Daniel Jiang, General Manager of Middle East, Turkey and Africa at Alibaba Cloud Intelligence.
There’s no doubt that 2023 will be the year that advances in AI will reshape manufacturing, retail, finance, marketing, media and many other well established industries. However, innovation driven by the advances in technology and specific applications to a wide range of industries, has become an irreversible trend, most often with favourable outcomes. It’s my belief that we should be open-minded about generative AI too, because what’s coming in the months and years ahead, could potentially bring progress to society as a whole. This is gaining traction in most parts of the world including the UAE and Middle East, Europe and Americas.
Generative AI becomes creative…:
What is fascinating about generative AI, is that instead of analysing existing data, it creates new and original content from machine learning algorithms trained on previous work. Developers have already used it to generate images or text, to program code, paint and illustrate and even create video and sound. Of course, it’s not yet perfect, and it often delivers mixed results. Over the next few years though, generative AI will develop human-like content creation capabilities to facilitate digital content creationThat means, potentially, an entire infrastructure and ecosystem based on generative AI will emerge to facilitate access to models and services for people without technological expertise. This also gives everyone the capacity to ramp up their efficiency and productivity with the technology supplementing their existing skills and knowledge.
… and it has a sixth sense, too:
Just as humans have developed multiple senses to explore, enjoy and survive the world, AI has become capable of learning from different sources to in order to evolve, too. Multi-modal pre-trained models combine different types of data, including images, text, speech and digital data, to understand the world. In doing so, they enter the field of AI. Unlike their single-modular predecessors, these AI models will devour many different types of data and process them simultaneously to bring new found speed and accuracy to many applications. This could have positive implications delivers for organisations when it comes to processing and understanding data, information sharing, enhancing internal operations, and even simplifying and optimising the customer experience.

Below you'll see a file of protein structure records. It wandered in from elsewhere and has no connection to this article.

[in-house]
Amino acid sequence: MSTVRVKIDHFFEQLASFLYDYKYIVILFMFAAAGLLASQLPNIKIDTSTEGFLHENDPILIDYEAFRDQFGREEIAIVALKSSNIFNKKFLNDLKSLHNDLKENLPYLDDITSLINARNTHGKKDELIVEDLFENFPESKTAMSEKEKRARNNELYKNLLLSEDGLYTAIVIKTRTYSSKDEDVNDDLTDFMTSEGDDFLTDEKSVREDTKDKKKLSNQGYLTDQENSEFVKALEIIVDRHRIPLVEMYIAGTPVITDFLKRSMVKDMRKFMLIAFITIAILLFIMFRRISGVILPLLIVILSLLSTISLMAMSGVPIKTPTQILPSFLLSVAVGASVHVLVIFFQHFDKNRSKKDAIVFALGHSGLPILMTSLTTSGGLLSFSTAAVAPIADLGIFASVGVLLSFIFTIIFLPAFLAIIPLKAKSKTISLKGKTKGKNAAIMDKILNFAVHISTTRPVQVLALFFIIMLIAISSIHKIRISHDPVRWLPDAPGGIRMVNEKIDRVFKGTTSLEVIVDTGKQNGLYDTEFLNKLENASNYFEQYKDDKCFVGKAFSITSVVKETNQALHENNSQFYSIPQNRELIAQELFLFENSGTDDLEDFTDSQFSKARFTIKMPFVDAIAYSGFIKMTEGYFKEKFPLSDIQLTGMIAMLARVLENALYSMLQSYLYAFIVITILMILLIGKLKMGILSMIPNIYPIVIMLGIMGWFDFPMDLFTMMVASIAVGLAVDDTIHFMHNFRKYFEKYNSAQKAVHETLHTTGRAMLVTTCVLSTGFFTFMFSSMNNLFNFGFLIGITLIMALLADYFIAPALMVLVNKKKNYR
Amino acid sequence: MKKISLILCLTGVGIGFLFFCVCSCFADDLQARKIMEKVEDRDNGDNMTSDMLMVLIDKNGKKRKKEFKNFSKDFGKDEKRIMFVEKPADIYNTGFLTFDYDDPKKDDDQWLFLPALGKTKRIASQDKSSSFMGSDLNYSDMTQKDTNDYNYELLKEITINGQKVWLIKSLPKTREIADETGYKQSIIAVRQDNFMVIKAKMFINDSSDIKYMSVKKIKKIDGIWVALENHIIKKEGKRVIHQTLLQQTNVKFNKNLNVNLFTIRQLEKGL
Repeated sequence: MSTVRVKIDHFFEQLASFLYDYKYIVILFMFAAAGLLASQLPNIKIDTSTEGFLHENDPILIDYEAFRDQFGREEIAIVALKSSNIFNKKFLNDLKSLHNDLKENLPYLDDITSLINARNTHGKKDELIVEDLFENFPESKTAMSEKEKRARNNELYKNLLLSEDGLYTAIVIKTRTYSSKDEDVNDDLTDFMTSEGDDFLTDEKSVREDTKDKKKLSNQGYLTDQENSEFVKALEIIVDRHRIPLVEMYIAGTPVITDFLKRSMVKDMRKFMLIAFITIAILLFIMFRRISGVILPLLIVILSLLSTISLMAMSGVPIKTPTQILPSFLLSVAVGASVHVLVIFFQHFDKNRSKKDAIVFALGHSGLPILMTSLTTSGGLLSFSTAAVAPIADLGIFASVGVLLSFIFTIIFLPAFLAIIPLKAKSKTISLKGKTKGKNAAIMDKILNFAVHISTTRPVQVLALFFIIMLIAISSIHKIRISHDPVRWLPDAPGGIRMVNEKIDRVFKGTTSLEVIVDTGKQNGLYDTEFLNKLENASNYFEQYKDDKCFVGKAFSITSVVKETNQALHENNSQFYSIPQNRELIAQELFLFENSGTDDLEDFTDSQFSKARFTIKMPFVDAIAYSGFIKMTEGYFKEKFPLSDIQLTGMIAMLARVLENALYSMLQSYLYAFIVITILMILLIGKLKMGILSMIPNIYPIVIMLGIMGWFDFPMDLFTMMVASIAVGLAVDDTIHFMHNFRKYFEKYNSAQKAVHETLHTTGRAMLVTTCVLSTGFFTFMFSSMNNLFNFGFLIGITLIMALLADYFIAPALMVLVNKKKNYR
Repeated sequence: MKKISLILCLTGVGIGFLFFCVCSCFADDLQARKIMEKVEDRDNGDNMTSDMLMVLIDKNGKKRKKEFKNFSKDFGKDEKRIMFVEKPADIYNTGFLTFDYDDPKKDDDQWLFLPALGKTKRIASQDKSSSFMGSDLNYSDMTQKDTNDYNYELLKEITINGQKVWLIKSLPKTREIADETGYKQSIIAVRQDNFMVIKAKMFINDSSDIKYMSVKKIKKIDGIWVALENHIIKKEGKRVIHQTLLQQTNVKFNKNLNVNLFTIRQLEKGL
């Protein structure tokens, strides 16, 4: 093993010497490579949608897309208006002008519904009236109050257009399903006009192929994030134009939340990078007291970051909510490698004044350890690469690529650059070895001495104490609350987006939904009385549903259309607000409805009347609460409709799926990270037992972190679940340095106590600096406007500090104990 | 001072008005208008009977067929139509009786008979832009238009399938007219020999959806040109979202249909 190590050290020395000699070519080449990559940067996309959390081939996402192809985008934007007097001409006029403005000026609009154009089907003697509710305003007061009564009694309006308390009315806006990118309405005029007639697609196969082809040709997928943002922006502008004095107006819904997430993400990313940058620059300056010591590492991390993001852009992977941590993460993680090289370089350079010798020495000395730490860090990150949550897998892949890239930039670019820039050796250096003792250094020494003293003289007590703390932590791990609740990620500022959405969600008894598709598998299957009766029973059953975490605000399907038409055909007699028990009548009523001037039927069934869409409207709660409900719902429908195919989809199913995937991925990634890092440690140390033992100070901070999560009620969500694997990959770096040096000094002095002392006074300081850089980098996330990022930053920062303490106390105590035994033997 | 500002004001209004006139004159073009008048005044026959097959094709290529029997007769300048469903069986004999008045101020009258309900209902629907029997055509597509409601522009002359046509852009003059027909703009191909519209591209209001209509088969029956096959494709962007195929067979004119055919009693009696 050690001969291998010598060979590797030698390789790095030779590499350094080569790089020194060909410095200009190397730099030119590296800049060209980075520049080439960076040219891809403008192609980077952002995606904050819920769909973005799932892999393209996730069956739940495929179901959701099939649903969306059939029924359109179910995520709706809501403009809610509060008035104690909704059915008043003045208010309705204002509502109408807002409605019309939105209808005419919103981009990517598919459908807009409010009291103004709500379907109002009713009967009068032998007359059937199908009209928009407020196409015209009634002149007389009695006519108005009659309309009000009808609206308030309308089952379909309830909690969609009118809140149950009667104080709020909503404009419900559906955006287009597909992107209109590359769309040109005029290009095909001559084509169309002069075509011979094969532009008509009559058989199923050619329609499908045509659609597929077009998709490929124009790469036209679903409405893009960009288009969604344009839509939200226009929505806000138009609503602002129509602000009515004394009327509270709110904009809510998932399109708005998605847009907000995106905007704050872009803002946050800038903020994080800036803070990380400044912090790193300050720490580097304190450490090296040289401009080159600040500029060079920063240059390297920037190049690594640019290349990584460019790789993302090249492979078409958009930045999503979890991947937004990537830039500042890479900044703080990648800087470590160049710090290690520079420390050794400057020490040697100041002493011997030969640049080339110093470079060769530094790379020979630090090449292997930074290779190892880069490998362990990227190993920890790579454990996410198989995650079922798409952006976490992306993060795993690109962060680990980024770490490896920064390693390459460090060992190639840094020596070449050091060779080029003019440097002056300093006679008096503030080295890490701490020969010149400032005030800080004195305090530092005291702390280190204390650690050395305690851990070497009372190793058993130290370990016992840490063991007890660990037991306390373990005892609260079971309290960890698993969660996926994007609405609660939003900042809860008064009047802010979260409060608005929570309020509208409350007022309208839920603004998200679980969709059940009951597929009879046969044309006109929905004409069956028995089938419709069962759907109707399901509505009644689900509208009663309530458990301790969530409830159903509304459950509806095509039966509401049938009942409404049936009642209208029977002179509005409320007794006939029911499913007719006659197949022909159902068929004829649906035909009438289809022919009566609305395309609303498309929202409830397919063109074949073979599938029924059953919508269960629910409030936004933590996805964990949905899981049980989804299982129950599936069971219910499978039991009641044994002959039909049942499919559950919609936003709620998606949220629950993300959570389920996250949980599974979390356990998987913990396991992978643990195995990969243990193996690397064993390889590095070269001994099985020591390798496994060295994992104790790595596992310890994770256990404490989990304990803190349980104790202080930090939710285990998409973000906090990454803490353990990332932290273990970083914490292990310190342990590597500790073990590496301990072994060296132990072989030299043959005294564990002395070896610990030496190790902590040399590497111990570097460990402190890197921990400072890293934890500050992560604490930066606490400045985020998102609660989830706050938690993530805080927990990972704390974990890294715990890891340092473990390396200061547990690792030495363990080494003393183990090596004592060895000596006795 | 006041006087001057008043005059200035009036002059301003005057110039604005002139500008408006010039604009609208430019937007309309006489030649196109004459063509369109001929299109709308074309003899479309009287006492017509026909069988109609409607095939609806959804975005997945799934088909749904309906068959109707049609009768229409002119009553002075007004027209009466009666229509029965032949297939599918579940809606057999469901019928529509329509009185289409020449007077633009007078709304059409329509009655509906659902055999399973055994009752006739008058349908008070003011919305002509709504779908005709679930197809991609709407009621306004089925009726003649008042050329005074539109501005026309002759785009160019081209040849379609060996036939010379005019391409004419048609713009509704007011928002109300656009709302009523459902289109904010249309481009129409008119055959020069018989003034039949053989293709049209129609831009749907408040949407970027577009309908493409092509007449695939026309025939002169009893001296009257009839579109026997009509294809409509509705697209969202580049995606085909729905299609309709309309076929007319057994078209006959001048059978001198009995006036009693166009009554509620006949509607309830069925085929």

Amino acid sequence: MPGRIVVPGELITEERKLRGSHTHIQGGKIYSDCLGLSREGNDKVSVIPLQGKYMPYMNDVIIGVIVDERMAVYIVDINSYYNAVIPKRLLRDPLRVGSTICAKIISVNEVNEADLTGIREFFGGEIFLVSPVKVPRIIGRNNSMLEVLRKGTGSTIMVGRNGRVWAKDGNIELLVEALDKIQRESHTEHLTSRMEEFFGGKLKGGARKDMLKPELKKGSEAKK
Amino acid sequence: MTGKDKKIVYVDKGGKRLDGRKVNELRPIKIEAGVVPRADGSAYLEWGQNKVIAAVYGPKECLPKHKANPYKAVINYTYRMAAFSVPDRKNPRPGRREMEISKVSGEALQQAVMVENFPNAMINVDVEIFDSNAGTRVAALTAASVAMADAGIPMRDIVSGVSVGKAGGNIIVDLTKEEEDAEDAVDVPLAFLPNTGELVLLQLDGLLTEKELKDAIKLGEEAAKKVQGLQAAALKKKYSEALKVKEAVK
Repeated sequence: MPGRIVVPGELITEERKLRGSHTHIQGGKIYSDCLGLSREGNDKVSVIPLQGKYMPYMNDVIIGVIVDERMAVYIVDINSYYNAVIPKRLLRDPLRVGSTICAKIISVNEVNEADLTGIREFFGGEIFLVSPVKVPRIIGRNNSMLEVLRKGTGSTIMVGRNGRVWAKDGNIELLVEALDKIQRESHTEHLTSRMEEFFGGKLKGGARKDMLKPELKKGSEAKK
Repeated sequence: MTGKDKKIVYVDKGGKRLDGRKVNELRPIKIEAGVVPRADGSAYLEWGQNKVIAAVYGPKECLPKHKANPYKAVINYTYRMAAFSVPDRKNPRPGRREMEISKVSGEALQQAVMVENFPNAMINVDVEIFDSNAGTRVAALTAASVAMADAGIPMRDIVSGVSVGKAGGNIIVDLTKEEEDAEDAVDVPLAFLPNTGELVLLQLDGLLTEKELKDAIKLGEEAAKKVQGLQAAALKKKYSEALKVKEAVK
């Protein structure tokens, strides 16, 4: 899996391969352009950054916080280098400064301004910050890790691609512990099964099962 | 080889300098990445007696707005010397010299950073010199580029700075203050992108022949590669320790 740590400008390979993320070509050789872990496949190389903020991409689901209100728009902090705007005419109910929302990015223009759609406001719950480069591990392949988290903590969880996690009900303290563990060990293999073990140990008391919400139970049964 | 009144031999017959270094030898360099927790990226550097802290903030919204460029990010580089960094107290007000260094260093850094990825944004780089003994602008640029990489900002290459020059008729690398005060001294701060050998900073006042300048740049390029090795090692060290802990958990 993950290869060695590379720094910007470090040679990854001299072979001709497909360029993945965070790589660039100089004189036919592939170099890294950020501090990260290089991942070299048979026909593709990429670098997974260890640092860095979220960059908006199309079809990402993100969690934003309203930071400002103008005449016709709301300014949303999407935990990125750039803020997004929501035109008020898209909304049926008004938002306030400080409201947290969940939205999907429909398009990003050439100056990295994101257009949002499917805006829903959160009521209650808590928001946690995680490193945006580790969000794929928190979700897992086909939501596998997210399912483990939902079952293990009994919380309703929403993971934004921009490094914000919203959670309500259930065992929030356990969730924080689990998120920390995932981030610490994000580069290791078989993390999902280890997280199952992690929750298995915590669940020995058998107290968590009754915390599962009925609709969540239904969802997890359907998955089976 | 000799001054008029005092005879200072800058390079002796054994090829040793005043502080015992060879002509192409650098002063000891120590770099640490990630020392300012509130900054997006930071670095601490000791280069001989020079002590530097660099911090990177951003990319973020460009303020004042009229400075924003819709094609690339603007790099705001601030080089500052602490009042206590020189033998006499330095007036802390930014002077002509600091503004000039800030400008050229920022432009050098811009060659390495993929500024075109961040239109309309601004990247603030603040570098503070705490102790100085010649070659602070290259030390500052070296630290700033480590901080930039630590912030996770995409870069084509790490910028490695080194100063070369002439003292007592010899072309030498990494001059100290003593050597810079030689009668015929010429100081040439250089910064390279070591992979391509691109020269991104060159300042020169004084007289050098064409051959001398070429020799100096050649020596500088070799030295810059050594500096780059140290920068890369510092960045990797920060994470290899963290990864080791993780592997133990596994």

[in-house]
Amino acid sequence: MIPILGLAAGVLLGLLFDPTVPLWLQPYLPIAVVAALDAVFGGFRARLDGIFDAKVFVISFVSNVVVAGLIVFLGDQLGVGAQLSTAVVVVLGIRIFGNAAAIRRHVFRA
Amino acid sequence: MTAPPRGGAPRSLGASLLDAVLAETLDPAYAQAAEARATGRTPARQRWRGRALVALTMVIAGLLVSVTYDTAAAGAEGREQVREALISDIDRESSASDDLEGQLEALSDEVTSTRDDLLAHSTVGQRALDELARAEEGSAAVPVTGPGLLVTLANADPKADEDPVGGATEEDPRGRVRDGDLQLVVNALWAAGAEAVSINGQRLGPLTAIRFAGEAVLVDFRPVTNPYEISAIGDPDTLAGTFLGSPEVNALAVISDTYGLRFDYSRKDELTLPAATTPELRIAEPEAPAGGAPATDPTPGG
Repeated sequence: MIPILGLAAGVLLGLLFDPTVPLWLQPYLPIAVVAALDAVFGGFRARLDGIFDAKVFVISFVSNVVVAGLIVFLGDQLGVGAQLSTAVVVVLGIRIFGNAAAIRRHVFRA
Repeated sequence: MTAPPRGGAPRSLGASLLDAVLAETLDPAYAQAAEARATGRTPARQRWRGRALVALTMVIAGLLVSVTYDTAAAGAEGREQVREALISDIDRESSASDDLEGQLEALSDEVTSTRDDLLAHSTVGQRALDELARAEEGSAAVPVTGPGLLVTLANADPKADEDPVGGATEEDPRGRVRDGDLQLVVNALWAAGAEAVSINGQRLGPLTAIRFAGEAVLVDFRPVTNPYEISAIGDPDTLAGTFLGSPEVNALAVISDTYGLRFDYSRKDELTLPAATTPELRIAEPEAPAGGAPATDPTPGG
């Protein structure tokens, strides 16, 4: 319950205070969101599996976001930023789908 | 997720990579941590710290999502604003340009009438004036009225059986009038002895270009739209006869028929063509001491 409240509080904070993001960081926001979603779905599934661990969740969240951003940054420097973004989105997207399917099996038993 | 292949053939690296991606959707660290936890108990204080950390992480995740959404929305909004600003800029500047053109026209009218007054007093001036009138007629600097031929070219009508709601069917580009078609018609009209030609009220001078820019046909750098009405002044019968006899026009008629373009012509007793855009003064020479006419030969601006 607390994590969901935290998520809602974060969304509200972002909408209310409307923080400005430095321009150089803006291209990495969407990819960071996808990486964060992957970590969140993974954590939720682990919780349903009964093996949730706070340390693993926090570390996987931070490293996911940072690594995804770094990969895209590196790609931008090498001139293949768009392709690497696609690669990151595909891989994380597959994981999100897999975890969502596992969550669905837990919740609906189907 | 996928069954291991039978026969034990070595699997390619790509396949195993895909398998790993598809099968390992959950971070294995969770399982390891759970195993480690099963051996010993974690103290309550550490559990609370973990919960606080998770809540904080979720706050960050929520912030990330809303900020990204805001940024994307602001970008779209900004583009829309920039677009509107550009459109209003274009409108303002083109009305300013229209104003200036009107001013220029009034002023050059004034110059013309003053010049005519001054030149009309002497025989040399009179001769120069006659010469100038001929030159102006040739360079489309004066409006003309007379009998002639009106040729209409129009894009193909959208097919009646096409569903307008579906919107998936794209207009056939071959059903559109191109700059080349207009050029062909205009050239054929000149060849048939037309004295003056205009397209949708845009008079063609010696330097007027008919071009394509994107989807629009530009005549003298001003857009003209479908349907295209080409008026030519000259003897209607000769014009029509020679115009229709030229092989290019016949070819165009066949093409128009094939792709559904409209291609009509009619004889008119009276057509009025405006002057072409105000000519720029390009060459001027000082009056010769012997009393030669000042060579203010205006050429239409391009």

Today’s AI is A1 for boosting productivity:
Multi-modal pre-trained models outperform single-modal models in terms of understanding, extracting, generating and answering questions. By giving companies access to advanced models and data analytics, multi-modal pre-trained models could help boost business productivity, agility and efficiency in today’s digital economy and in the future.
AI aids better understanding the cloud:
Today, more and more companies are migrating to the cloud. However, the cloud is becoming a patchwork of integrated services that are now increasingly difficult to disentangle. It can be difficult to navigate, and even cloud experts can only absorb and retain so much information at a time. Because recruiting competent IT staff has become more challenging, there’s a shortage of cloud talent, so you can understand why a growing number of cloud service providers are using AI technology to reduce complexity and to manage cloud deployments more effectively.
AI is gaining momentum:
To make AI processing more efficient, there is a new computer architecture called ‘processing-in-memory.’ Traditional computer system architecture uses separate processors and memory units to perform data processing tasks. This requires a constant back-and-forth of data between the processor and the main memory. In-memory processing overcomes the data transfer by taking the processing directly to where the data is stored, resulting in reduced power consumption and increased system performance. Developers have been building in-memory computing chips to power a wide range of AI applications, from virtual and augmented reality to astronomical data computing.
Generative AI will ‘find’ its place to coexist among other established technologies. I am confident that, as it matures, it will complement the skills of the human workforce to help us all become more efficient and creative in our output whether in the workplace or at home.